SYDNEY (Reuters) - Australia’s players and the country’s governing body have been involved in discussions since Friday but have yet to reach an agreement on a new Memorandum of Understanding (MoU), the Australian Cricketers’ Association (ACA) said on Saturday.
Australia’s “A” tour of South Africa has fallen victim to the drawn-out pay dispute with the squad deciding not to travel in the absence of a revised deal.
With talks between the union and the governing body deadlocked, around 230 players were left effectively unemployed when the previous five-year agreement expired at the end of last month.
“The ACA confirms that agreement has not been reached for a new MoU,” the union said in a statement with its Chief Executive Alistair Nicholson, calling for urgency in negotiations with the players already unemployed for two weeks.
At the heart of the acrimonious dispute is Cricket Australia’s insistence that the two-decade-old model, under which players get a fixed percentage of revenue, should be jettisoned.
Cricket Australia believes the revenue-share model is unfit for modern times and is starving grass-roots cricket of funding, while players say it has underpinned the game’s growth and prosperity over the past 20 years.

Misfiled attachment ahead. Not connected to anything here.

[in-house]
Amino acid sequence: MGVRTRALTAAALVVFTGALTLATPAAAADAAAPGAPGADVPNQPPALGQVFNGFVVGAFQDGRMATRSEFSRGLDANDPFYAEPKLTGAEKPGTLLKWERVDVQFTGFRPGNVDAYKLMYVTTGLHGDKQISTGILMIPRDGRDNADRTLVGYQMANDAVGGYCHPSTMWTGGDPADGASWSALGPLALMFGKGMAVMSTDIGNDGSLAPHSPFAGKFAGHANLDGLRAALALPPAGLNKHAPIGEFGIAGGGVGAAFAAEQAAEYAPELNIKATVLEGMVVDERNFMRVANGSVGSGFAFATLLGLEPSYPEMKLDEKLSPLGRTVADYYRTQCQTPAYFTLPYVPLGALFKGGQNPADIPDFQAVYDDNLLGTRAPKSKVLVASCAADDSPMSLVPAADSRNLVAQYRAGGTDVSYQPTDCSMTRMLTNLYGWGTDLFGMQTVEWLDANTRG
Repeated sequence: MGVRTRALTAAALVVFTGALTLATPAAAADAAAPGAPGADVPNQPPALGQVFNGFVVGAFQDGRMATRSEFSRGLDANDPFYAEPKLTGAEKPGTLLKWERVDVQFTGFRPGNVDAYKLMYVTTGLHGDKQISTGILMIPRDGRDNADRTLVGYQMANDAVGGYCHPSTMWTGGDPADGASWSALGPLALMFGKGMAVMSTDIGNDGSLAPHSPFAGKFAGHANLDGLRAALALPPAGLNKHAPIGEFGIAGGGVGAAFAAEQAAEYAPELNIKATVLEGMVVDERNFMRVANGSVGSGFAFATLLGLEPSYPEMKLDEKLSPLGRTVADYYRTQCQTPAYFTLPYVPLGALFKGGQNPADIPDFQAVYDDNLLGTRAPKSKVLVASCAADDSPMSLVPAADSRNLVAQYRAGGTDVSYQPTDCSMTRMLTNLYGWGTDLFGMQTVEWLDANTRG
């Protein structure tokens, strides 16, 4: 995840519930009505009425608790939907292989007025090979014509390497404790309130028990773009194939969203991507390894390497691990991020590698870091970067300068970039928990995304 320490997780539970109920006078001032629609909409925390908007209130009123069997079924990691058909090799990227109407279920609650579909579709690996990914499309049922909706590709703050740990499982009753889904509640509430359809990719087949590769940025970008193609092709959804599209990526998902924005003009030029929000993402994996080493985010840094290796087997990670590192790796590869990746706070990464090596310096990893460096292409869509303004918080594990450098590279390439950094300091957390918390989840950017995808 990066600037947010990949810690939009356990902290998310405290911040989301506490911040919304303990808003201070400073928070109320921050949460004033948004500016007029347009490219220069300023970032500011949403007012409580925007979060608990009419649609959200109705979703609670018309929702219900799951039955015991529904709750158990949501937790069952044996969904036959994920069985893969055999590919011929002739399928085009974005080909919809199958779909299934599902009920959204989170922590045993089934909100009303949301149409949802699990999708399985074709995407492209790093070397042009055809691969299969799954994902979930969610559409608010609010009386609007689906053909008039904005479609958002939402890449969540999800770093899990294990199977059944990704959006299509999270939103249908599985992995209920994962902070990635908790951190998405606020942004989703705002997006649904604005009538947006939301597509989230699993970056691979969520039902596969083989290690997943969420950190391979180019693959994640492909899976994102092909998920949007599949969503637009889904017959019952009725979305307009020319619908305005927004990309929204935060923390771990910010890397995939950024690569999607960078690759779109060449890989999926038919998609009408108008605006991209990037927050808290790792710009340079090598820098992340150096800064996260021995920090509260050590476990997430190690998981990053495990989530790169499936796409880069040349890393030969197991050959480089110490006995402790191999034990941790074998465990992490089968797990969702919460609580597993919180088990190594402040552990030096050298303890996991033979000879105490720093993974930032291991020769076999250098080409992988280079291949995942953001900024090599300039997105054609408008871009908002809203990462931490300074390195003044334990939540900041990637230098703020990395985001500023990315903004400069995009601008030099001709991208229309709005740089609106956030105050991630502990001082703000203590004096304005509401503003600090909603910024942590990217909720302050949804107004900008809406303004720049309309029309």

The ACA, however, welcomed the latest round of talks, believing it has boosted hopes of an imminent resolution.
“The increased involvement of CA CEO James Sutherland has been pleasing,” Nicholson said. “A better understanding has been established on both parties’ positions.”
The senior Australia team is scheduled to play a two-test series in Bangladesh in August and September, before a limited-overs tour in India and then the Ashes at home against England.
Reporting by Sudipto Ganguly in Mumbai; Editing by John O'Brien